Open Access
Raghavan, Ushanandini
Graduate Program:
Industrial Engineering
Doctor of Philosophy
Document Type:
Date of Defense:
April 23, 2008
Committee Members:
  • Soundar Kumara, Committee Chair
  • Reka Z Albert, Committee Chair
  • Dennis Kon Jin Lin, Committee Member
  • Tao Yao, Committee Member
  • Arvind Rangaswamy, Committee Member
  • networks
  • social networks
  • community detection
  • wireless sensor networks
  • clustering
  • connectivity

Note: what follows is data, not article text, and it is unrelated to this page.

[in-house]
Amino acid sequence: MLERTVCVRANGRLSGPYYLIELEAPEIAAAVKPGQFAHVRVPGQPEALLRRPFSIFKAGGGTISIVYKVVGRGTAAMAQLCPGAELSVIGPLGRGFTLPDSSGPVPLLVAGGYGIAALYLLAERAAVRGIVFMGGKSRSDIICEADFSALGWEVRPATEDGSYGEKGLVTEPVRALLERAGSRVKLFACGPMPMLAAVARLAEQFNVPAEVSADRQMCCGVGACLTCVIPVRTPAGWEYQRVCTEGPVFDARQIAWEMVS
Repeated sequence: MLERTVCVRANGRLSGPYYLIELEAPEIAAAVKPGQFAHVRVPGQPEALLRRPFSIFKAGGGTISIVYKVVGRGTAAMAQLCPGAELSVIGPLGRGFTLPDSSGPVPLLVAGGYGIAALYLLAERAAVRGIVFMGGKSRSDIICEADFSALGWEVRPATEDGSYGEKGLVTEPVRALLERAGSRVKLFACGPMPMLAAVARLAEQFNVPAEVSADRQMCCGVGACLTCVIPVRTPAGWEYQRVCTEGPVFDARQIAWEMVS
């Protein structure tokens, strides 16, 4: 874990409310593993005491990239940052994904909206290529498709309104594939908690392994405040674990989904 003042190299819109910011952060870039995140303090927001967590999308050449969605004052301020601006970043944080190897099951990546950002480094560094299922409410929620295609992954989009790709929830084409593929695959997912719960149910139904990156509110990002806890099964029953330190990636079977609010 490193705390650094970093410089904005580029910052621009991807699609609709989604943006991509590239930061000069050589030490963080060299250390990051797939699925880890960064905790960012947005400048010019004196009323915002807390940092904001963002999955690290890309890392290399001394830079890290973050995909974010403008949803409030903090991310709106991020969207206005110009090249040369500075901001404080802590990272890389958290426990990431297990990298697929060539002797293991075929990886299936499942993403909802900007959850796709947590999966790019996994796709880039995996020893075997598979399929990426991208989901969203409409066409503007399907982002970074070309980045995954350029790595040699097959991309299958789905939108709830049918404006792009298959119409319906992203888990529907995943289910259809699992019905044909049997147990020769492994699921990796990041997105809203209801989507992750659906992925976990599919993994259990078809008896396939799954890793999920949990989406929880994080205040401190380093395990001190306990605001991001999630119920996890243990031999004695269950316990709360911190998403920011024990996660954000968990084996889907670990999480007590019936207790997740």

Networked systems pervade this world. From social relationships between people to chemical interactions between bio-molecules to wired or wireless communications between technological devices, networks play a role. In recent years there has been a wide spread interest in the study of the 'structural organization' in such complex networks. The focus here is on the organization of links (who is connected to whom) in the network and its effects on dynamics and behavior of the networked system. Traditionally complex networks were modeled as random graphs that were introduced by Paul Erdos and Alfred Renyi (E-R random graphs) [1]. Here pairs of nodes in a network are linked with a uniform probability p. However in the recent years empirical observations from a wide range of large-scale networks such as the movie actor collaboration network, scientific co-authorship networks, protein-protein interaction maps of cells and organisms, neural networks, the World Wide Web (WWW) and others revealed properties that deviate from the properties of E-R random graphs. For example, many real-world networks have a power-law degree distribution, high degree of local order, assortative or dis-assortative mixing patterns and tightly interlinked groups called clusters as opposed to E-R random graphs that have a Poisson degree distribution, no particular local order or mixing patterns or clustered structures. This implies that in many social, biological and technological networks the organization of links (who is connected to whom) follow specific principles (which is not random) leading to the observed network properties. A lot of research has been done in recent years to understand various structural properties of complex networks and in identifying the organizing principles defining them. In this thesis we focus on two problems of structural organization in networks, namely clustering and connectivity. The presence of clusters has been observed in many real-world networks (for example, the presence of groups or communities in social networks, functional modules in biological networks and webpages on similar topics in the WWW) There has been a lot of effort recently in defining, identifying and extracting these clusters from complex networks to better understand their structural organization. To identify clustered structures in networks we develop an algorithm that uses a consensus formation mechanism to extract densely interlinked groups. To our knowledge such a mechanism has not been previously used to identify clusters in networks and thereby contributing to another way of defining them. One of the main advantages of this algorithm is its ability to run in a near-linear time and hence its applicability to very large networks. Also unlike most of the existing algorithms we do not require any a priori information such as the number and sizes of the clusters present in the network. By applying the algorithm on actor collaboration, scientific co-authorship, protein-protein interaction and World Wide Web networks we highlight that there exists multiple significant clustered structures revealing the richness of the orders present in them. Further, this result supports the presence of overlapping clusters in social and biological networks [2]. A connected network is one in which it is possible to travel from any node to any other node via the links. For the connectivity problem we consider a class of networks that initially contain no links. Our goal is to create and organize links in the network, which is limited by certain constraints, to obtain network connectivity. We solve the connectivity problem in the domain of Wireless Sensor Networks (WSNs). That is, the constraints that curb the creation of links are given by the physical limits of tiny wireless sensor devices. In WSNs the nodes are sensor devices and the links are the wireless communications between these devices. The constraint here is that the degree of any node (number of communications of a node) should be strictly bounded and cannot increase with an increasing network size ($N$). Unlike previous results that insisted that the smallest degree required, to obtain connectivity, is a function of $N$ and increases with $N$, we show that it is possible to put a bound on the degree. In specific, we show that if we can tolerate certain nodes being disconnected then every node is required to communicate only to its five closest neighbors (organization principle) to obtain a giant connected component in a network of any size $N$.